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How to justify information security spending

By Danny Lieberman
March 17, 2005 12:00 PM ET

Computerworld - Is FUD dead?
At a recent seminar on information security management, I heard that FUD (fear, uncertainty and doubt) is dead, that ROI is dead and that the insurance model is dead. Information security needs to give business value.
This sounds like a terrific idea, but the lecturer was unable to provide a concrete example similar to purchasing justifications that companies use like: "Yes, we will buy this machine because it makes twice as many diamond rings per hour and we'll be able corner the Valentine's Day market in North America."
The seminar left me with a feeling of frustration of a reality far removed from management theory. Intel co-founder Andy Grove said, "A little fear in an organization is a good thing." So FUD apparently isn't dead.
This article will help guide Computerworld readers from a current state of reaction and acquisition to a target state of business value and justification for information security, providing both food for thought and practical ideas for implementation.
Most companies don't run their information security operation like a business unit with a tightly focused strategy on customers, market and competitors. Most security professionals and software developers don't have quotas and compensation for making their numbers.
Information security works on a cycle of threat, reaction and acquisition. It needs to operate continuously and proactively within a well-defined, standards-based threat model that can be benchmarked against the best players in your industry, just like companies benchmark earnings per share.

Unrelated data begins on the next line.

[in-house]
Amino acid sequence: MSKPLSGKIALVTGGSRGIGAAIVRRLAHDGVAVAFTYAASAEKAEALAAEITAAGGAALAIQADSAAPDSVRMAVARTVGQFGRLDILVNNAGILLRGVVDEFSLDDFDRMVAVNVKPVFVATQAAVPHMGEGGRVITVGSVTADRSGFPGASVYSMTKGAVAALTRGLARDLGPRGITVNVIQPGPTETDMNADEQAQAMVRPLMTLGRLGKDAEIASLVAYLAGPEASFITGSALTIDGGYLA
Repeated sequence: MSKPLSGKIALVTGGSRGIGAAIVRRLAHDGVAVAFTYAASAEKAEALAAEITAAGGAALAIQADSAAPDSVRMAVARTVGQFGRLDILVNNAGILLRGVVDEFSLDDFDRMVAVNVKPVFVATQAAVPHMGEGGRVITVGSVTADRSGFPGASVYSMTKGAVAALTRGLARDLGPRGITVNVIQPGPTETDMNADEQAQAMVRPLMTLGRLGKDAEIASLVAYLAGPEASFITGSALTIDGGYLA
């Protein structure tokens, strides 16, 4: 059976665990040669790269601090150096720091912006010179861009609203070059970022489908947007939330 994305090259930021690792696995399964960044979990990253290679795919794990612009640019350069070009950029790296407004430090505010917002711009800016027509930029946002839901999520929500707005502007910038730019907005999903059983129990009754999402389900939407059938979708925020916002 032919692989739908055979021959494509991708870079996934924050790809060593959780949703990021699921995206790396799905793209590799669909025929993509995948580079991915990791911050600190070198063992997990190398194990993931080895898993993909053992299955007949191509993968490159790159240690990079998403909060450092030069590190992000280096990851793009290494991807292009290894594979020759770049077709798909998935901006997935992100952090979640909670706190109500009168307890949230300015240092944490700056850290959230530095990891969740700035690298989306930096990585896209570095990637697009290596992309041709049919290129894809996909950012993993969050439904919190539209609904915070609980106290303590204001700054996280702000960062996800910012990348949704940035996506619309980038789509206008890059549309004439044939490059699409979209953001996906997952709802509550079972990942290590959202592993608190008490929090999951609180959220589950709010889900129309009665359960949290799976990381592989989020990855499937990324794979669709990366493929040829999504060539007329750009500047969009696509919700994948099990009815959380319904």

In his classic Harvard Business Review article, What Is Strategy?, Michael Porter writes how "the essence of strategy is what not to choose ... a strong completive position requires clear tradeoffs and choices and a system of interlocking business activities that fit well and sustain the business." The security of your business information also requires a strategy.
Improvement requires a well-defined strategy and performance measures, and improvement is what our customers want. With measurable improvement, we'll be able to prove the business value of spending on security.
If you think I'm whistling Dixie, ask yourself these questions:

  1. Is your digital asset protection spending driven by regulation?

  2. Are Gartner white papers a key input for purchasing decisions?

  3. Does the information security group work without security win/loss scores?

  4. Does your chief security officer meet three to five vendors each day?

  5. Is your purchasing cycle for a new product longer than six months?

  6. Is your team short on head count, and not implementing new technologies?

  7. Has the chief technology officer never personally sold or installed any of the company's products?

If you answered yes to four of the seven questions, then you definitely need a business


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